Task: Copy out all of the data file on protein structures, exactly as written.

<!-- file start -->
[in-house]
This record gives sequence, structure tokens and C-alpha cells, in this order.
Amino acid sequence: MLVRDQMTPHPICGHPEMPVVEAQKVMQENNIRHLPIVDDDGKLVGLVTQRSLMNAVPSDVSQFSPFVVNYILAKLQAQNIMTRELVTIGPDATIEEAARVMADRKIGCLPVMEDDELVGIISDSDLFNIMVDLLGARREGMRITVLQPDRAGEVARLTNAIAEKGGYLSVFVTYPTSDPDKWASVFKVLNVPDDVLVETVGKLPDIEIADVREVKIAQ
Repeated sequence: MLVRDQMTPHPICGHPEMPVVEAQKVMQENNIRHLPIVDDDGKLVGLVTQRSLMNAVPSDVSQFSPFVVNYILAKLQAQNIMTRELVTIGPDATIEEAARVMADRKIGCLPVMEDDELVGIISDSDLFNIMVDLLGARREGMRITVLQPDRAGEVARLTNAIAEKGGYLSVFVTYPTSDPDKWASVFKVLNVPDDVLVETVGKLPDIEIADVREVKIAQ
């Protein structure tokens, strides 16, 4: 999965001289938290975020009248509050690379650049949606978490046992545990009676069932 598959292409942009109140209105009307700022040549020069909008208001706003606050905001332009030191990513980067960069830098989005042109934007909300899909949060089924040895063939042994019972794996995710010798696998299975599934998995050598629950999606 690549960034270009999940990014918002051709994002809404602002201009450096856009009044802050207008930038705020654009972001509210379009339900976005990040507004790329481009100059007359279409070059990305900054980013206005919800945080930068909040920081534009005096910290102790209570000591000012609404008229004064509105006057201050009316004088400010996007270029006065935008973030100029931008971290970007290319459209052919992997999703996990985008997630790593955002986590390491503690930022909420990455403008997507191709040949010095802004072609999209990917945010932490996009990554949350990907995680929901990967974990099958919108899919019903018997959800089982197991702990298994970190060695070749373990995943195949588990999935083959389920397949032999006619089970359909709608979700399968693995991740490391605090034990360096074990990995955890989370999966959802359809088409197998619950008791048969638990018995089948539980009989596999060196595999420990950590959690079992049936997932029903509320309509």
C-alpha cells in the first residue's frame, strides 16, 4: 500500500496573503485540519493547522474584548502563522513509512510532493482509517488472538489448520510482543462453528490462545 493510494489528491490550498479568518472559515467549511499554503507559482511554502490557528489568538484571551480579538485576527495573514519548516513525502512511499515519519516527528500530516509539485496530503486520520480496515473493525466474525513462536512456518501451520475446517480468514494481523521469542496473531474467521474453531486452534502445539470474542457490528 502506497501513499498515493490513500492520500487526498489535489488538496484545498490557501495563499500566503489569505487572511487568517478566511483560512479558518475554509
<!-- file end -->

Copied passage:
[in-house]
This record gives sequence, structure tokens and C-alpha cells, in this order.
Amino acid sequence: MLVRDQMTPHPICGHPEMPVVEAQKVMQENNIRHLPIVDDDGKLVGLVTQRSLMNAVPSDVSQFSPFVVNYILAKLQAQNIMTRELVTIGPDATIEEAARVMADRKIGCLPVMEDDELVGIISDSDLFNIMVDLLGARREGMRITVLQPDRAGEVARLTNAIAEKGGYLSVFVTYPTSDPDKWASVFKVLNVPDDVLVETVGKLPDIEIADVREVKIAQ
Repeated sequence: MLVRDQMTPHPICGHPEMPVVEAQKVMQENNIRHLPIVDDDGKLVGLVTQRSLMNAVPSDVSQFSPFVVNYILAKLQAQNIMTRELVTIGPDATIEEAARVMADRKIGCLPVMEDDELVGIISDSDLFNIMVDLLGARREGMRITVLQPDRAGEVARLTNAIAEKGGYLSVFVTYPTSDPDKWASVFKVLNVPDDVLVETVGKLPDIEIADVREVKIAQ
């Protein structure tokens, strides 16, 4: 999965001289938290975020009248509050690379650049949606978490046992545990009676069932 598959292409942009109140209105009307700022040549020069909008208001706003606050905001332009030191990513980067960069830098989005042109934007909300899909949060089924040895063939042994019972794996995710010798696998299975599934998995050598629950999606 690549960034270009999940990014918002051709994002809404602002201009450096856009009044802050207008930038705020654009972001509210379009339900976005990040507004790329481009100059007359279409070059990305900054980013206005919800945080930068909040920081534009005096910290102790209570000591000012609404008229004064509105006057201050009316004088400010996007270029006065935008973030100029931008971290970007290319459209052919992997999703996990985008997630790593955002986590390491503690930022909420990455403008997507191709040949010095802004072609999209990917945010932490996009990554949350990907995680929901990967974990099958919108899919019903018997959800089982197991702990298994970190060695070749373990995943195949588990999935083959389920397949032999006619089970359909709608979700399968693995991740490391605090034990360096074990990995955890989370999966959802359809088409197998619950008791048969638990018995089948539980009989596999060196595999420990950590959690079992049936997932029903509320309509």
C-alpha cells in the first residue's frame, strides 16, 4: 500500500496573503485540519493547522474584548502563522513509512510532493482509517488472538489448520510482543462453528490462545 493510494489528491490550498479568518472559515467549511499554503507559482511554502490557528489568538484571551480579538485576527495573514519548516513525502512511499515519519516527528500530516509539485496530503486520520480496515473493525466474525513462536512456518501451520475446517480468514494481523521469542496473531474467521474453531486452534502445539470474542457490528 502506497501513499498515493490513500492520500487526498489535489488538496484545498490557501495563499500566503489569505487572511487568517478566511483560512479558518475554509